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Economy

BOJ stands pat but downgrades view of output and exports

Governor Kuroda expects deceleration to be short-lived, however

Japan's economy is losing steam despite ultraloose monetary policy under Bank of Japan Gov. Haruhiko Kuroda over the past six years. (Photo by Nozomu Ogawa)

TOKYO -- The Bank of Japan kept its monetary policy unchanged on Friday, as its counterparts in the U.S. and Europe signal shifts in their policies amid signs of spreading economic deceleration around the world.

"The Chinese economy is decelerating," Gov. Haruhiko Kuroda said in a news conference. But "stimulus steps are already being taken by the government. Their effects will show up in due course. Many believe that will be in the latter half of this year," he added. 

"There are risks to the global economy. They need to be monitored carefully. But continued gradual growth remains our main scenario."

After a two-day meeting, the BOJ board voted 7-2 to maintain short-term interest rates at minus 0.1% and the target for 10-year Japanese government bond yields at around zero. The board also decided to continue buying JGBs and increasing central bank holdings by around 80 trillion yen ($716 billion) a year.

But in a recognition of headwinds facing the Japanese economy, the BOJ downgraded its view of exports and output, saying they have been showing weakness recently. Previously, the central bank described export and output conditions as being "on an expanding trend."

The BOJ said overseas economies are growing at a moderate pace but added that slowdowns are being observed. Previously, the bank had said that overseas economies were growing firmly.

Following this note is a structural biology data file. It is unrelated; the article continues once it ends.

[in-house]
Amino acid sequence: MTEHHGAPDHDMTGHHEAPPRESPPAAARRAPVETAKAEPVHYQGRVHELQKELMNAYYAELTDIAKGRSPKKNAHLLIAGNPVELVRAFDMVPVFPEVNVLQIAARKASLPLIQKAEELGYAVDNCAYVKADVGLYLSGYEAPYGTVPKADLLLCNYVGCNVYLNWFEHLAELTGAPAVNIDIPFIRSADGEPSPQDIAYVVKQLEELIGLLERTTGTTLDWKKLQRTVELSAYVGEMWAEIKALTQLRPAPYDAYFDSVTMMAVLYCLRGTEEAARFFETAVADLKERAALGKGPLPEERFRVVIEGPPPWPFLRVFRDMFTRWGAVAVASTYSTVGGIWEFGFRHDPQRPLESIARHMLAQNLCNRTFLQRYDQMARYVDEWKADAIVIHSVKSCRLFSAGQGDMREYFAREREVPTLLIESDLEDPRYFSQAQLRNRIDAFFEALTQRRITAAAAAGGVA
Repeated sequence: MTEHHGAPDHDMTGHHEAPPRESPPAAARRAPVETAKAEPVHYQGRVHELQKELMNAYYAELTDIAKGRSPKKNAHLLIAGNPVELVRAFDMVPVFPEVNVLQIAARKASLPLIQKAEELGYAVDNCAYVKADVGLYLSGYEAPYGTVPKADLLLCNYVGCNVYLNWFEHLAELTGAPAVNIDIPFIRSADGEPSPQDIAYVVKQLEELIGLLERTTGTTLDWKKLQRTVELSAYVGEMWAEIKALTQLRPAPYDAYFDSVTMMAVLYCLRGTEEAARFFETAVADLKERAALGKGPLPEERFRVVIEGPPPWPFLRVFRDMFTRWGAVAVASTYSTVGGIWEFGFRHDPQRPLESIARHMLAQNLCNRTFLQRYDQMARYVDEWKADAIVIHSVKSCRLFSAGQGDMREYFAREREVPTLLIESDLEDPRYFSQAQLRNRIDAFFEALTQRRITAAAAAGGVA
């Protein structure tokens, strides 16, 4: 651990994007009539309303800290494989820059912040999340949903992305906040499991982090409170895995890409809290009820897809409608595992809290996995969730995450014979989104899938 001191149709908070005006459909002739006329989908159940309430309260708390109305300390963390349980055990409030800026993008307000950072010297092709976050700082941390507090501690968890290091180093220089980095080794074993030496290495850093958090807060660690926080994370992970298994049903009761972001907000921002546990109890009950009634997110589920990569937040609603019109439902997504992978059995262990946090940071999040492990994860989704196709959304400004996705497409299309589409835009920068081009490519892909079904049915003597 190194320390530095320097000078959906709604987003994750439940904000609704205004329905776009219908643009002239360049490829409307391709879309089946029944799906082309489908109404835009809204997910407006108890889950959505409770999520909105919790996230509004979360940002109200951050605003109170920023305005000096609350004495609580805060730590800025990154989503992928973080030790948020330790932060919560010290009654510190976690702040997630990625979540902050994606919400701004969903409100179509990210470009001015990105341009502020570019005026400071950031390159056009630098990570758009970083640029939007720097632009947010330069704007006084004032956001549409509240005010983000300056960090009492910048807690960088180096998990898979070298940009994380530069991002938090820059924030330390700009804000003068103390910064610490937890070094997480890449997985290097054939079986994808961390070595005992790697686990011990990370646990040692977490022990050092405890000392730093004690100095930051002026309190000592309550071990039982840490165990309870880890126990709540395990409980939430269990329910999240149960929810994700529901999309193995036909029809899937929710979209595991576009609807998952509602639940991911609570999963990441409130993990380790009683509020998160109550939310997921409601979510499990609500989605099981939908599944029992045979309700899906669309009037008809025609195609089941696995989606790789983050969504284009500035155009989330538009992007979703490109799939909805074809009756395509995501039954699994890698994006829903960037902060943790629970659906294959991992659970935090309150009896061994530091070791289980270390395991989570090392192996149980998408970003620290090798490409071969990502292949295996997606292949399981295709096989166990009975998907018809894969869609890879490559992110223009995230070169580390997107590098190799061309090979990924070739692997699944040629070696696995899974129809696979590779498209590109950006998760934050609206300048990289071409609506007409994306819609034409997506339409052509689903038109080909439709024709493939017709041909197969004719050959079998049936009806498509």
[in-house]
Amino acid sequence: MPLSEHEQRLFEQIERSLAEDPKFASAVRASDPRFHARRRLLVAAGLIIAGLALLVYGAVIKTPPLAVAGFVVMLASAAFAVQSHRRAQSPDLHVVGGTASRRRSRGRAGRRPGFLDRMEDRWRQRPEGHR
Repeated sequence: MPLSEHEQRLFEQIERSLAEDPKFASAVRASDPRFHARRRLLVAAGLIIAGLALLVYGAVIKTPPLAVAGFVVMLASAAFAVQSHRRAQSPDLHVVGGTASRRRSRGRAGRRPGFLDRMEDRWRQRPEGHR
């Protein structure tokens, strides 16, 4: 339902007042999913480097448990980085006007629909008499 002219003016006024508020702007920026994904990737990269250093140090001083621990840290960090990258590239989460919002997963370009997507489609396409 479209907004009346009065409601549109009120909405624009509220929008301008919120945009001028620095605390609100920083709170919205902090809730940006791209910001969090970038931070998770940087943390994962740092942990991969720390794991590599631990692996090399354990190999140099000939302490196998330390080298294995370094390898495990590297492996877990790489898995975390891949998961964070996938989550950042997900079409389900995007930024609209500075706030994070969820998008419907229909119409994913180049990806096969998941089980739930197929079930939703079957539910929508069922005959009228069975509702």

The central bank under Gov. Haruhiko Kuroda has kept its monetary policy super loose in the last six years in an effort to stimulate the economy and boost inflation to 2%. But since late last year, the economy has started to lose growth momentum as the Chinese economy slowed amid trade tensions with the U.S.

Japan's economy expanded at an annualized rate of 1.9% in the October-December period, reversing a decline of 2.4% in the prior quarter. But January recorded sharply lower industrial output and exports, raising fears of a more protracted export-led slowdown.

Last year, China's economy grew at the slowest pace in almost three decades. This month, China lowered its growth forecast for the year to between 6% and 6.5% and laid out plans to stimulate the economy, including tax cuts, fiscal spending and more bank lending.

The U.S. Federal Reserve has been signaling a pause in monetary tightening since January. The European Central Bank followed suit, unveiling new monetary stimulus this month.

Kuroda said that the BOJ doesn't have to follow the Fed and the ECB, noting that Japan's domestic demand, such as household spending and business investment, continues to hold up. 

"With the economy's supply-demand gap remaining positive, momentum is still there toward achieving 2% inflation, even if it is likely to take longer than expected," he said. 

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